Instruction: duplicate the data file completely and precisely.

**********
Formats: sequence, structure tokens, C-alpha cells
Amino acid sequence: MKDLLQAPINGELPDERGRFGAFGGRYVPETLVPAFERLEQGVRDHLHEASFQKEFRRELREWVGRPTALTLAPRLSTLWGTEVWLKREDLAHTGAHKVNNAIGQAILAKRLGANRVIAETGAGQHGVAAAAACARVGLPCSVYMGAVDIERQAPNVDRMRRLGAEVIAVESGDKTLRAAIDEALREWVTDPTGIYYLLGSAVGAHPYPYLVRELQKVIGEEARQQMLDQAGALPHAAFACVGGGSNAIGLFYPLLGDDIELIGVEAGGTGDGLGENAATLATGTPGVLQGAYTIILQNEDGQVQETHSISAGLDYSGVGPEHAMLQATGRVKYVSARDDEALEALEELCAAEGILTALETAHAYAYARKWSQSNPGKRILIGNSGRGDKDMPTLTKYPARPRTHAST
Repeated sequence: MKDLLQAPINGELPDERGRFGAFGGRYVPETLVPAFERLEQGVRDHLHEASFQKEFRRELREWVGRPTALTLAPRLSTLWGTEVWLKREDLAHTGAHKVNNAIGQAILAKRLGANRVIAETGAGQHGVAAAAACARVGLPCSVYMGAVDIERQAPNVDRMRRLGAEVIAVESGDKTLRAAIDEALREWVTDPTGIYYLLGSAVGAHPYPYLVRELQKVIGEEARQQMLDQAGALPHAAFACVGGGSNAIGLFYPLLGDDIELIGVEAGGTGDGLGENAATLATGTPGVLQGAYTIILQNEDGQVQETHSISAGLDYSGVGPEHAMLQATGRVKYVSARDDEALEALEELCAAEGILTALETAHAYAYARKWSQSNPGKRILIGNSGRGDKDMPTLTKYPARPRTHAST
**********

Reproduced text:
Formats: sequence, structure tokens, C-alpha cells
Amino acid sequence: MKDLLQAPINGELPDERGRFGAFGGRYVPETLVPAFERLEQGVRDHLHEASFQKEFRRELREWVGRPTALTLAPRLSTLWGTEVWLKREDLAHTGAHKVNNAIGQAILAKRLGANRVIAETGAGQHGVAAAAACARVGLPCSVYMGAVDIERQAPNVDRMRRLGAEVIAVESGDKTLRAAIDEALREWVTDPTGIYYLLGSAVGAHPYPYLVRELQKVIGEEARQQMLDQAGALPHAAFACVGGGSNAIGLFYPLLGDDIELIGVEAGGTGDGLGENAATLATGTPGVLQGAYTIILQNEDGQVQETHSISAGLDYSGVGPEHAMLQATGRVKYVSARDDEALEALEELCAAEGILTALETAHAYAYARKWSQSNPGKRILIGNSGRGDKDMPTLTKYPARPRTHAST
Repeated sequence: MKDLLQAPINGELPDERGRFGAFGGRYVPETLVPAFERLEQGVRDHLHEASFQKEFRRELREWVGRPTALTLAPRLSTLWGTEVWLKREDLAHTGAHKVNNAIGQAILAKRLGANRVIAETGAGQHGVAAAAACARVGLPCSVYMGAVDIERQAPNVDRMRRLGAEVIAVESGDKTLRAAIDEALREWVTDPTGIYYLLGSAVGAHPYPYLVRELQKVIGEEARQQMLDQAGALPHAAFACVGGGSNAIGLFYPLLGDDIELIGVEAGGTGDGLGENAATLATGTPGVLQGAYTIILQNEDGQVQETHSISAGLDYSGVGPEHAMLQATGRVKYVSARDDEALEALEELCAAEGILTALETAHAYAYARKWSQSNPGKRILIGNSGRGDKDMPTLTKYPARPRTHAST